A fantastic brawl. Not real balanced unless the Ragnaros player was very savvy. Here we had two Warcraft heavyweights: Ragnaros on one side and Nefarian on the other, trying to solve the age-old question of who was more powerful.

Nefarian started out with five mana, a zero cost hero ability that let him put a class card into his hand that would cost nothing to play, he also had thirty health and thirty armor and some crazy, crazy cards. All of this is pretty broken. Especially since, occasionally, you’d just draw into ridiculous hands like Vaelastrasz, a dude that lowered the cost of EVERY card in your hand by three. Or maybe you’d trip over Razorgore, a dragon that made all your other guys get +3 attack whenever your turn rolled around. It was silly.

Ragnaros, by turns had a quite serious disadvantage, starting at zero mana, the ability to put a 5/1 into play for his hero power and a 2/6 weapon called Sulfuras that changed his hero power to do 8 damage to a random enemy when Sulfuras lost all its durability.

The Ragnaros player had their work cut out for them, and this made many a Ragnaros concede, but I loved it. [I played something like 45 games of Tavern Brawl that first weekend.] I loved the idea of playing the underdog and winning.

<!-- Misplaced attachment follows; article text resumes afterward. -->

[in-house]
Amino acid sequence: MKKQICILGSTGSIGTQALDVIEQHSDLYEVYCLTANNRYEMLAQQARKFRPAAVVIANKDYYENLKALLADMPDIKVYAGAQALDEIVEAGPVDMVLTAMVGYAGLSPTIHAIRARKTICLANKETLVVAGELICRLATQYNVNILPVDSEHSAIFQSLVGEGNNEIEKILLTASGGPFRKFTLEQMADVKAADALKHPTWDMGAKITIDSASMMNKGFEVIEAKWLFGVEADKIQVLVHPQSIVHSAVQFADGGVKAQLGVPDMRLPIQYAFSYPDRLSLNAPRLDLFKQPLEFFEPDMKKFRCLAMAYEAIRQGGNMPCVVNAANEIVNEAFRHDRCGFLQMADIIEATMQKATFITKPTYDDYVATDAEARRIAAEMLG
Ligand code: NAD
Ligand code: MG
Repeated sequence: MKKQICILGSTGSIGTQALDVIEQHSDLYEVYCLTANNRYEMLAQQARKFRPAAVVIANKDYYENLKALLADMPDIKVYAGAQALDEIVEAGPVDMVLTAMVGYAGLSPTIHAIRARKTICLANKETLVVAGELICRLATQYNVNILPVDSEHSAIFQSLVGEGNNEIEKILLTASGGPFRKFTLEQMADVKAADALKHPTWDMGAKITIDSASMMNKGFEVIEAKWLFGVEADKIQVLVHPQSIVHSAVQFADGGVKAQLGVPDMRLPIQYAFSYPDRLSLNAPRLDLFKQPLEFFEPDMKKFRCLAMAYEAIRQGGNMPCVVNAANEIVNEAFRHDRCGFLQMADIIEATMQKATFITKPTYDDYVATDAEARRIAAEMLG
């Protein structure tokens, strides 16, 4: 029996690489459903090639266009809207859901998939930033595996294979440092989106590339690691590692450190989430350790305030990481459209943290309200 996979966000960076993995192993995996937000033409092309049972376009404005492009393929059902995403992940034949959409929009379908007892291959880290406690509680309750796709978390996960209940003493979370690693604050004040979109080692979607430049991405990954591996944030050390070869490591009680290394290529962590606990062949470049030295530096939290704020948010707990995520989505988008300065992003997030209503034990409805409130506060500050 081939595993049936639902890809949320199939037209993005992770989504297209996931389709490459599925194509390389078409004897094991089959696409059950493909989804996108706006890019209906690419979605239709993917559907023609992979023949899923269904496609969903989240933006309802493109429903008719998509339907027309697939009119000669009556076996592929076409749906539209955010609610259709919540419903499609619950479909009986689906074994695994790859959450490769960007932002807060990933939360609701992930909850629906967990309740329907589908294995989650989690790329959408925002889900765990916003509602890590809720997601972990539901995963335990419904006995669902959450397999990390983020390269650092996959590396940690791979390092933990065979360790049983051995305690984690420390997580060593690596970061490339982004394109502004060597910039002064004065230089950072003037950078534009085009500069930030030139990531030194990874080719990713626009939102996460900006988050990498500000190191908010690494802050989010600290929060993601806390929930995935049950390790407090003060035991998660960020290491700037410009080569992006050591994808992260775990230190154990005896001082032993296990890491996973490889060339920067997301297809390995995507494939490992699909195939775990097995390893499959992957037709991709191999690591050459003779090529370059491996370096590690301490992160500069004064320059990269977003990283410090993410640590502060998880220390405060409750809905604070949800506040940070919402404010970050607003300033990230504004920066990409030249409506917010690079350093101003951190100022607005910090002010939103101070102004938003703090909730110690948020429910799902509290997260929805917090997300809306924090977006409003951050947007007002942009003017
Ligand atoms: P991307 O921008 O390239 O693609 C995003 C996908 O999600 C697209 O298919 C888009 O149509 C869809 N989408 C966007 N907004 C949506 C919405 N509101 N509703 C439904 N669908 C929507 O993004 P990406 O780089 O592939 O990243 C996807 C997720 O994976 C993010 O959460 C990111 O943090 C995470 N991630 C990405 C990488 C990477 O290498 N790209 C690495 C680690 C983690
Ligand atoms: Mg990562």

Week 2: Banana Brawl!

This was pretty lame mainly because it devolved into “everyone built Flamewake mage.” The rule was: whenever one of your guys dies, you get a random banana. Bananas had different effects, like giving +1/+1 to your minions, or doing one damage to your opponent’s minion. The big problem, though, was that the bananas were absurdly cheap. At a cost of one gem per banana, the mage would just load up on sorcerer’s apprentice and “go ape.” [Pardon the pun.]

Week 3: Spiders, Spiders EVERYWHERE!

This + Summoner's Apprentice + bananas == yawn.
This + Summoner’s Apprentice + bananas == yawn.

Another pretty lame week, because we’d seen this one already. Way back in Curse of Naxxramas there was a Hunter Challenge that pitted you against Loatheb. Your deck consisted of 30 webspinners there, and the plan was that you would smash those into Loatheb’s men to get actual beast cards you could play. Blizzard basically copied this hunter challenge word for word with the addition of seven random class cards. Not very exciting. It basically boiled down to face rush strategies everywhere. You could pick your own class, though, so you need not have picked Hunter, but Hunter and Mage were the pretty obvious choice.

Week 4: The Great Summoner Competition

When I saw the rules for this, I was SO HAPPY!
When I saw the rules for this, I was SO HAPPY!

Another fantastic brawl: Whenever you cast a spell, the game randomly gives you a creature of that cost, too. So a zero cost spell would give you a zero cost minion, while a spell that cost ten would give you anything that cost ten or more mana. This was great, because it meant that you could build a variety of decks.

The one downside of this particular brawl was that it wasn’t very new player friendly: If you were a mage and you had access to pyroblast, you absolutely ran it, because it was a near-guaranteed Deathwing, a guy that would then wreak havoc on the opposite end of the table.